Serial population extinctions in a small mammal indicate Late Pleistocene ecosystem instability
2012 (English)In: Proceedings of the National Academy of Sciences of the United States of America, ISSN 0027-8424, E-ISSN 1091-6490, Vol. 109, no 50, 20532-20536 p.Article in journal (Refereed) Published
The Late Pleistocene global extinction of many terrestrial mammal species has been a subject of intensive scientific study for over a century, yet the relative contributions of environmental changes and the global expansion of humans remain unresolved. A defining component of these extinctions is a bias toward large species, with the majority of small-mammal taxa apparently surviving into the present. Here, we investigate the population-level history of a key tundra-specialist small mammal, the collared lemming (Dicrostonyx torquatus), to explore whether events during the Late Pleistocene had a discernible effect beyond the large mammal fauna. Using ancient DNA techniques to sample across three sites in North-West Europe, we observe a dramatic reduction in genetic diversity in this species over the last 50,000 y. We further identify a series of extinction-recolonization events, indicating a previously unrecognized instability in Late Pleistocene small-mammal populations, which we link with climatic fluctuations. Our results reveal climate-associated, repeated regional extinctions in a keystone prey species across the Late Pleistocene, a pattern likely to have had an impact on the wider steppe-tundra community, and one that is concordant with environmental change as a major force in structuring Late Pleistocene biodiversity.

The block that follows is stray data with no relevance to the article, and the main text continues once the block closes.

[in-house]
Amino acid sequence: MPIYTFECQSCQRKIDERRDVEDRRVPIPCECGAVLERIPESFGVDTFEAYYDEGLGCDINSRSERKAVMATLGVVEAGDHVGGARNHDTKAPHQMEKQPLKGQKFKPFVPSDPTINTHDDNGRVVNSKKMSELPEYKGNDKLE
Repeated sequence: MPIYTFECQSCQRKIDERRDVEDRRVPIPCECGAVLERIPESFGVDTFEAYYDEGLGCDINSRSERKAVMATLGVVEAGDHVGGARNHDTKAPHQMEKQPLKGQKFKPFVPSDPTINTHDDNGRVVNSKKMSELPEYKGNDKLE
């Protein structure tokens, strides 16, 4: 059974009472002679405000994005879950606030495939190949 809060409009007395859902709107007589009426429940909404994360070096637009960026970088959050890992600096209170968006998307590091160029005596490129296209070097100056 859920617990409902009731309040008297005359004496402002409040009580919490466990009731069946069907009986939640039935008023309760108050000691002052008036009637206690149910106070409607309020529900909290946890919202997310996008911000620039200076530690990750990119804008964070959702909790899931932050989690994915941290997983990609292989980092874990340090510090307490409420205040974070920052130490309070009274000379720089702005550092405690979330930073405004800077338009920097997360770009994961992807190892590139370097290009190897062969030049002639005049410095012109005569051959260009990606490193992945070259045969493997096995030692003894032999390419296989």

Place, publisher, year, edition, pages
2012. Vol. 109, no 50, 20532-20536 p.
megafauna, palaeogenetics, palaeoclimate, modelling
Research subject Systematic Zoology
IdentifiersURN: urn:nbn:se:su:diva-87135DOI: 10.1073/pnas.1213322109ISI: 000312605600081OAI: oai:DiVA.org:su-87135DiVA: diva2:601296